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William Blackstone

Read through the most famous quotes from William Blackstone

The husband and wife are one, and that one is the husband.

— William Blackstone

#husband and wife #wife

Free men have arms; slaves do not.

— William Blackstone

#free #free men #men #slaves

It is better that ten guilty escape than one innocent suffer.

— William Blackstone

#escape #guilty #innocent #suffer #ten

Men was formed for society, and is neither capable of living alone, nor has the courage to do it.

— William Blackstone

#capable #courage #formed #living #living alone

No enactment of man can be considered law unless it conforms to the law of God.

— William Blackstone

#considered #enactment #god #law #man

The public good is in nothing more essentially interested, than in the protection of every individual's private rights.

— William Blackstone

#every #good #individual #interested #more

That the king can do no wrong is a necessary and fundamental principle of the English constitution.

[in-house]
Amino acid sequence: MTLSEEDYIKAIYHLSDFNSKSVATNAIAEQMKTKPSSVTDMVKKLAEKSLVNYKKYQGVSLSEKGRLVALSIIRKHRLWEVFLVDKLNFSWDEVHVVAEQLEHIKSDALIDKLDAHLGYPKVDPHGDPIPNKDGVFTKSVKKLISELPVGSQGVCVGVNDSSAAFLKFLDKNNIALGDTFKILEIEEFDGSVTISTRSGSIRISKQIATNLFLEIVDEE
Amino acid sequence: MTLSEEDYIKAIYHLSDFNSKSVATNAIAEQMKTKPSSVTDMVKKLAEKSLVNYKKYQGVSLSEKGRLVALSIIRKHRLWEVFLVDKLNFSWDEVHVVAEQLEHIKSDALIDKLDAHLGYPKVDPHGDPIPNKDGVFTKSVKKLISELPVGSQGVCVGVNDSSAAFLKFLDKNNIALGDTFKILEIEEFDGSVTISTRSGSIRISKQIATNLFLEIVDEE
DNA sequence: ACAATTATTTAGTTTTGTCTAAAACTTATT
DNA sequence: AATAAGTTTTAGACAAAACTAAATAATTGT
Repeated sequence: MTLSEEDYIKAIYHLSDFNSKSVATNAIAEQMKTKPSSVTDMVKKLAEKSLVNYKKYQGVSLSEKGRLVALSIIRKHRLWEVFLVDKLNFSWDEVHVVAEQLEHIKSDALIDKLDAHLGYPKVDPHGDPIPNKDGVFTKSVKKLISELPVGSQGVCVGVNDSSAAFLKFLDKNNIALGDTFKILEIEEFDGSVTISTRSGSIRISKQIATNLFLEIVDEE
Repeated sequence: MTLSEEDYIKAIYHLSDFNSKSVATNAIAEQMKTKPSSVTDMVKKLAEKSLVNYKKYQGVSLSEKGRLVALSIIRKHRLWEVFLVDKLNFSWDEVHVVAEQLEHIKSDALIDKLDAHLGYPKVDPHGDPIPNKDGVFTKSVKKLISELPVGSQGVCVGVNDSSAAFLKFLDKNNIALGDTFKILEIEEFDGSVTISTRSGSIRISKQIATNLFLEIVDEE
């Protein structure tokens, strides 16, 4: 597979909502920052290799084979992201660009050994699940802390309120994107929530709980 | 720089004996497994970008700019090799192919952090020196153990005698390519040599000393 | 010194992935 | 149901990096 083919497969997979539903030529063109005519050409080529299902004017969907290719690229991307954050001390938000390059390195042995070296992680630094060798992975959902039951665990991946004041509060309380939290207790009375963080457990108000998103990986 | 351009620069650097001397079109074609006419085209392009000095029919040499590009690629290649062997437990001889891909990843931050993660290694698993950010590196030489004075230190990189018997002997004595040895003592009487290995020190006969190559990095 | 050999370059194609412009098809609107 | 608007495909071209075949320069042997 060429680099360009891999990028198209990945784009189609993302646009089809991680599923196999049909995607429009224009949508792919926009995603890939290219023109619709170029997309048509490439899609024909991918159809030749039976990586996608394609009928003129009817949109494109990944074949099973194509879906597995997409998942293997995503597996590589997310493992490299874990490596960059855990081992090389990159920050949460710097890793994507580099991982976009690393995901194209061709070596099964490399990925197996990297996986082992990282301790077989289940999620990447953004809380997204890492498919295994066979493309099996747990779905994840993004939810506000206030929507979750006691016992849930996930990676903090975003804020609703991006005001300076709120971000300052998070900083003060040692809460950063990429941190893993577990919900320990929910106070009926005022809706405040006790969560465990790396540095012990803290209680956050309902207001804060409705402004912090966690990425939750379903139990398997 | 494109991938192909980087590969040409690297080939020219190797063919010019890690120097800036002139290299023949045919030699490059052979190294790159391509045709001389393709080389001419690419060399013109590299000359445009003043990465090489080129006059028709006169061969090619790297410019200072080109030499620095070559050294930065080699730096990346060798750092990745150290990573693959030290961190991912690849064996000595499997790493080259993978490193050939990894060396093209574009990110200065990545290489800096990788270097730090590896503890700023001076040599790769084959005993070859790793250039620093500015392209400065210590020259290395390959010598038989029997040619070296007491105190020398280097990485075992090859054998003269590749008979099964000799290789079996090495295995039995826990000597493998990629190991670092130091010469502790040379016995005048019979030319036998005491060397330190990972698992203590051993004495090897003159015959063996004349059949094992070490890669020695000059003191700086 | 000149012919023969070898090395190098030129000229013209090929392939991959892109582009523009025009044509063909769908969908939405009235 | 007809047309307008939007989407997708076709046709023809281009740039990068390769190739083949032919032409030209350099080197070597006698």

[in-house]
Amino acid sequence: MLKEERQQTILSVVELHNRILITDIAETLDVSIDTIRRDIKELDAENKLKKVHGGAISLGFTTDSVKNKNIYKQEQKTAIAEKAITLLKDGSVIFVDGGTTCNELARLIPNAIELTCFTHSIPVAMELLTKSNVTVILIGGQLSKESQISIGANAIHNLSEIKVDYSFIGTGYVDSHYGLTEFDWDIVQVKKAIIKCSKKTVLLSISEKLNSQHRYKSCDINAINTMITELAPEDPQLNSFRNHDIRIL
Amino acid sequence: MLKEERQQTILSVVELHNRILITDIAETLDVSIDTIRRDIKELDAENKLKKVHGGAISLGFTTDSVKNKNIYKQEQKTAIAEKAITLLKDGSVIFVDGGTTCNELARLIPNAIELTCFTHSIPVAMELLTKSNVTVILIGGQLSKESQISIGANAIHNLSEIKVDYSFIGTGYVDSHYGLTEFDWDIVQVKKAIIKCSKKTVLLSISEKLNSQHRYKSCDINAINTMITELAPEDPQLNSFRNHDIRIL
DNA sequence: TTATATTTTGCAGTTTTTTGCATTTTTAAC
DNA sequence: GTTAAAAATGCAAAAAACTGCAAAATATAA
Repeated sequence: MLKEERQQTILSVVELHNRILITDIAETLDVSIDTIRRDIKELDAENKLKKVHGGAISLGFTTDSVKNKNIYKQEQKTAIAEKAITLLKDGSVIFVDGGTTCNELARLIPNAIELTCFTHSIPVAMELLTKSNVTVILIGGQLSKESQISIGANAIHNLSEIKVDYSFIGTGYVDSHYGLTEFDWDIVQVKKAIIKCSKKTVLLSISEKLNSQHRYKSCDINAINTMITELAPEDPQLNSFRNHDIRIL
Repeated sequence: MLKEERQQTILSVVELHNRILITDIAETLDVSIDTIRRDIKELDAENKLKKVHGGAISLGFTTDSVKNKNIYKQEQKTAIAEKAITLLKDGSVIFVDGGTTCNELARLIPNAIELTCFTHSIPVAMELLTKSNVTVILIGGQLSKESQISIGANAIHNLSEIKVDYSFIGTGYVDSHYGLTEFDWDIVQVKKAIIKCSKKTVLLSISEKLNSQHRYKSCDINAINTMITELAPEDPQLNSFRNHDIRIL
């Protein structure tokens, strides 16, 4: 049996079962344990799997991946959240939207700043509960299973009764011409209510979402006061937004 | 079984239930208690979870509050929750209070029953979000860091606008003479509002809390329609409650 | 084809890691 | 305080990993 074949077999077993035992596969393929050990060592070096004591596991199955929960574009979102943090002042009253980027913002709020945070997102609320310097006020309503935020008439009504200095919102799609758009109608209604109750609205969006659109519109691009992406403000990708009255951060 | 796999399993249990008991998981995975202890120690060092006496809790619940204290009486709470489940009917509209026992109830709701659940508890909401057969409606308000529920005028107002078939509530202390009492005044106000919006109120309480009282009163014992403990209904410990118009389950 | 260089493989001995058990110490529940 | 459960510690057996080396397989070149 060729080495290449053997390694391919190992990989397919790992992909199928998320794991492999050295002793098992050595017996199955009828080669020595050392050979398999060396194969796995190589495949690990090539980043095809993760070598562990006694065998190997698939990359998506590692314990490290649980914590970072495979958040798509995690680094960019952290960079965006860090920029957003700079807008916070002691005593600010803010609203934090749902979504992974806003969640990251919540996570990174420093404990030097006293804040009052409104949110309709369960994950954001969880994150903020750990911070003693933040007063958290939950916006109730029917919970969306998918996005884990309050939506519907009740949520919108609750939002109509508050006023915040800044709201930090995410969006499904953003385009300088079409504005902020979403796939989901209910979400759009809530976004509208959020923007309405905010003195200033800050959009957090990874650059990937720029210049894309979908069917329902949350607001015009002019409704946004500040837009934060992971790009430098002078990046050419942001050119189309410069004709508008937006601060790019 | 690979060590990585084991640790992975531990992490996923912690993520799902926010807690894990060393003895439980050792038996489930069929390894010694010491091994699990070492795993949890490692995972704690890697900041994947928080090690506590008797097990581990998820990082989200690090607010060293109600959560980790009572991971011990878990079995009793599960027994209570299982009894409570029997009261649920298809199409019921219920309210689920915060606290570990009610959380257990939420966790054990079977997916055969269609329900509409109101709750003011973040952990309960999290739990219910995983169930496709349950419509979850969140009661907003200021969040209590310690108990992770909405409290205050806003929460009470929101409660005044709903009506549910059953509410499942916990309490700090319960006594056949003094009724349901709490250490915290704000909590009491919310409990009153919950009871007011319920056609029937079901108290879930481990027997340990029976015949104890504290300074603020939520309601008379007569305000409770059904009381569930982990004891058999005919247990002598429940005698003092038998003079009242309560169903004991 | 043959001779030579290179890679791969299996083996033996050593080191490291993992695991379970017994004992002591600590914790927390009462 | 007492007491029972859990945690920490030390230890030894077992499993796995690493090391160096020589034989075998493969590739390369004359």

— William Blackstone

#english #fundamental #fundamental principle #king #necessary

So great moreover is the regard of the law for private property, that it will not authorize the least violation of it; no, not even for the general good of the whole community.

— William Blackstone

#community #even #general #general good #good

The law, which restrains a man from doing mischief to his fellow citizens, though it diminishes the natural, increases the civil liberty of mankind.

— William Blackstone

#civil #civil liberty #diminishes #doing #fellow

The Royal Navy of England hath ever been its greatest defense and ornament; it is its ancient and natural strength; the floating bulwark of the island.

— William Blackstone

#been #bulwark #defense #england #ever

About William Blackstone

William Blackstone Quotes

Did you know about William Blackstone?

His next work (1747) was The Pantheon: A Vision an anonymously publiWilliam Blackstoned book of poetry covering the various religions in the world. Jackson had refused to reveal who ordered the anonymous pamphlet leading to the suit but it evidently did not proceed further. Alexis de Tocqueville described Blackstone as "an inferior writer without liberality of mind or depth of judgment".

After repeated failures he successfully gained appointment to the judiciary as a Justice of the Court of King's Bench on 16 February 1770 leaving to replace Edward Clive as a Justice of the Common Pleas on 25 June. He remained in this position until his death on 14 February 1780. William Searle Holdsworth one of Blackstone's successors as Vinerian Professor argued that "If the Commentaries had not been written when they were written I think it very doubtful that [the United States] and other English speaking countries would have so universally adopted the common law.

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